Editor’s note: Quorum is not affiliated with any of the companies mentioned in this article and derives no benefit from these businesses for placement in this article.
In all likelihood, you have a good idea how much cash is in your bank account. You also probably keep close track of the outstanding balances on your credit cards and other debts, such as your student loan, mortgage or home equity line of credit (HELOC). It’s even a safe bet that you know your credit score. Why do we pay so much attention to these numbers? They help us assess our financial health and keep our monetary goals on track.
Net worth is another important financial indicator, one that specifically measures your wealth. For that reason, it sometimes gets overlooked on the assumption that wealth only applies to the mega-rich. But that’s not the case. Everyone should know the difference between what you own and what you owe, which is your net worth—another word for your wealth.
How do you calculate your net worth?
With a three-step equation, you can calculate your net worth:
- Step 1: Total up all your assets.
- Step 2: Total up all your debts or liabilities.
- Step 3: Subtract your total liabilities from your total assets to get your net worth.
For example, let’s say your total assets equal $500,000 and your total debts equal $400,000, then your net worth is $100,000. Or you might have $250,000 in total assets and $225,000 in total debts, which equates to a net worth of $25,000.
It’s also possible to have a negative net worth if your total debts exceed your assets. This is not unusual when you’re first starting out in life and have credit card and student loan debt related to your education. But once you know your net worth, you can set goals for increasing it, such as adjusting your budget so that you’re paying down your debt faster or saving more money.
What are your assets?
Basically, anything of value that you own is an asset. To help you capture all of yours for an accurate net worth calculation, think about the things you own in these six categories:
- Liquid assets: In addition to any cash in your personal possession, this includes things that can be easily and quickly converted into cash, such as:
- Checking account balances
- Savings account balances
- The cash value of permanent life insurance policies
- Retirement accounts: Money you or your employer has set aside in tax-advantaged accounts to be used once you retire, such as:
- Traditional or Roth IRAs
- 401(K) plans
- Keogh plans (Retirement accounts used by the self-employed and small businesses)
- Employer pension plans
- Other brokerage and bank accounts: Investment assets, such as:
- Term accounts (similar to a CD, or certificate of deposit)
- Mutual Funds
- Real estate holdings: Any real property that you own, in the form of:
- Your primary residence
- A vacation home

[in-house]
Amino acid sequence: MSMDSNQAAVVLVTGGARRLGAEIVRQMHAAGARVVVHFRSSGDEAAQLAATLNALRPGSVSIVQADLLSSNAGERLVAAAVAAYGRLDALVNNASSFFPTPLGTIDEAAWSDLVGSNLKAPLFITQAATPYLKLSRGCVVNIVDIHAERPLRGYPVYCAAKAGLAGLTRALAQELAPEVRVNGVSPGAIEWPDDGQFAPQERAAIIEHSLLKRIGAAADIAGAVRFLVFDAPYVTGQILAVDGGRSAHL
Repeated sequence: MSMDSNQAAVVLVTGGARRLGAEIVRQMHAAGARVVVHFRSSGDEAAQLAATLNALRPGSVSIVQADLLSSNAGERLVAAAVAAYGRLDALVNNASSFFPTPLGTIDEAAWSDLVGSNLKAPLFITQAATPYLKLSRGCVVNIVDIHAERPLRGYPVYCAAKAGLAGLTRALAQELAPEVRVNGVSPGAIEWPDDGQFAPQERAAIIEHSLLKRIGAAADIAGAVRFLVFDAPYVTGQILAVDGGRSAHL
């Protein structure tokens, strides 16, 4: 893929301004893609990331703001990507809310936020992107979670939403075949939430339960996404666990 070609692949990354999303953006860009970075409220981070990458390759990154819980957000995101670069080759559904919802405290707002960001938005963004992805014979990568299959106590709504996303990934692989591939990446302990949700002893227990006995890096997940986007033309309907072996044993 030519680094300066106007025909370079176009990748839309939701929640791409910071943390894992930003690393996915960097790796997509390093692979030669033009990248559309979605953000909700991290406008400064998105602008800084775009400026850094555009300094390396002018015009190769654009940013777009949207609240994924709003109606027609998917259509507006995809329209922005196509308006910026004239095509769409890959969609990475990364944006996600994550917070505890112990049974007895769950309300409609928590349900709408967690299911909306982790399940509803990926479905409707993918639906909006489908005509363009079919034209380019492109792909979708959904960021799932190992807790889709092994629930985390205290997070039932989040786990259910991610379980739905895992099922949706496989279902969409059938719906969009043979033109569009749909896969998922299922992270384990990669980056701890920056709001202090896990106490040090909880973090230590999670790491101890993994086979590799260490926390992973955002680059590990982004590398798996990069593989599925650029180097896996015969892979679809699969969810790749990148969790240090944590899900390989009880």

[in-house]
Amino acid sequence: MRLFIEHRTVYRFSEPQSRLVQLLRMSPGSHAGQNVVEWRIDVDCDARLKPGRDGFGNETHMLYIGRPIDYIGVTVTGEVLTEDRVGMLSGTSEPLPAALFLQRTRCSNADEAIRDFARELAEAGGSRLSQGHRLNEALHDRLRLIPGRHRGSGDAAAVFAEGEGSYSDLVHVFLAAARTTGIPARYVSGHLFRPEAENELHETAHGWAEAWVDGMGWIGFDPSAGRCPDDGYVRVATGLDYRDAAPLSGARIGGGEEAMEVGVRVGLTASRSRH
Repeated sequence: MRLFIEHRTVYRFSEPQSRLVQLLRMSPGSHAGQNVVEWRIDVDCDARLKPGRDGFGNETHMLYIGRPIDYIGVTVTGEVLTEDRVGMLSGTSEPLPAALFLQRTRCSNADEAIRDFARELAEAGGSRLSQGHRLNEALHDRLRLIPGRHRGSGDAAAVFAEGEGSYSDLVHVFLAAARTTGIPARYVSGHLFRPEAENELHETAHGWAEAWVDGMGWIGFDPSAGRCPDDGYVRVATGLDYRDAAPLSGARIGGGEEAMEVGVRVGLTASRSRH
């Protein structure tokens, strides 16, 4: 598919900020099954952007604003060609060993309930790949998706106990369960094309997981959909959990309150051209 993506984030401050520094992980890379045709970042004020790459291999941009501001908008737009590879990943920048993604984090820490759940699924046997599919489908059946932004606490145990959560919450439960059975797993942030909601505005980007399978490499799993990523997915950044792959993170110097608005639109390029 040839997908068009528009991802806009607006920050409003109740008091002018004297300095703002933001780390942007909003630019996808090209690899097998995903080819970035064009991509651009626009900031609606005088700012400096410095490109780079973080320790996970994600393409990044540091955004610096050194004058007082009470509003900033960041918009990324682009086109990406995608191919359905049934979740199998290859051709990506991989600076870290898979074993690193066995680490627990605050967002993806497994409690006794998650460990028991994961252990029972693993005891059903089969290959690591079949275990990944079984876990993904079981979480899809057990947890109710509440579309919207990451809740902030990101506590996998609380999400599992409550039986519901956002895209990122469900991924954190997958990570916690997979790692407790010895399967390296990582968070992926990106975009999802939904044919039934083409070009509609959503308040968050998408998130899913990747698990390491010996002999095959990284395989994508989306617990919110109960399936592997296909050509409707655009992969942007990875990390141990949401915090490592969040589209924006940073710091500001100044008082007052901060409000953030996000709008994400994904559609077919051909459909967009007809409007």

- An investment property
- Shares in a Real Estate Investment Trust (REIT)
- Business ownership: Any shares that you own in a small business or other private company.
- Personal items: This includes other valuables that you own, such as:
- Recreational vehicles (RVs)
- Fine jewelry, e.g., engagement and wedding rings
When calculating your net worth, you want to capture the account balances of bank and brokerage accounts and the market value of your other assets. If you have an appraisal on your home or other physical assets, you can use that. Otherwise, do a web search for your address, and online real estate sites like Movoto, Realtor.com and Zillow provide an estimate of your home’s current fair market value.
Sites like Consumer Reports, Edmunds and Kelley Blue Book help you value your vehicles. NADA is another site that provides valuations for cars, along with boats and RVs. With art, collectibles and antiques, a web search should help you gauge their value. Err on the conservative side with your market value estimates so as not to overstate your net worth.
What are your liabilities?
To total up your liabilities, determine the outstanding balance on all of your debts, including these common types:
- Credit cards
- Store charge cards
- HELOCs or home equity loans
- Auto loans
- Personal loans
- Student loans
- Outstanding medical bills
- Back taxes
Why should you care about your net worth?
The more attuned you are to your overall financial picture, including your net worth, the easier it is to set and track your personal finance goals. For instance, if your net worth calculation shows that you’re behind on your retirement savings, you can make changes to correct that. If you’re considering a major financial decision, such as buying a new home or remodeling your existing home, knowing your net worth can help you determine if it makes smart money sense.
How often should you calculate your net worth?
Most financial experts recommend setting up a regular schedule for calculating your net worth, such as at the end of every quarter or calendar year. This allows you to see if your net worth is trending up over time, which is the ideal scenario as you pay down debt and save more as your career progresses.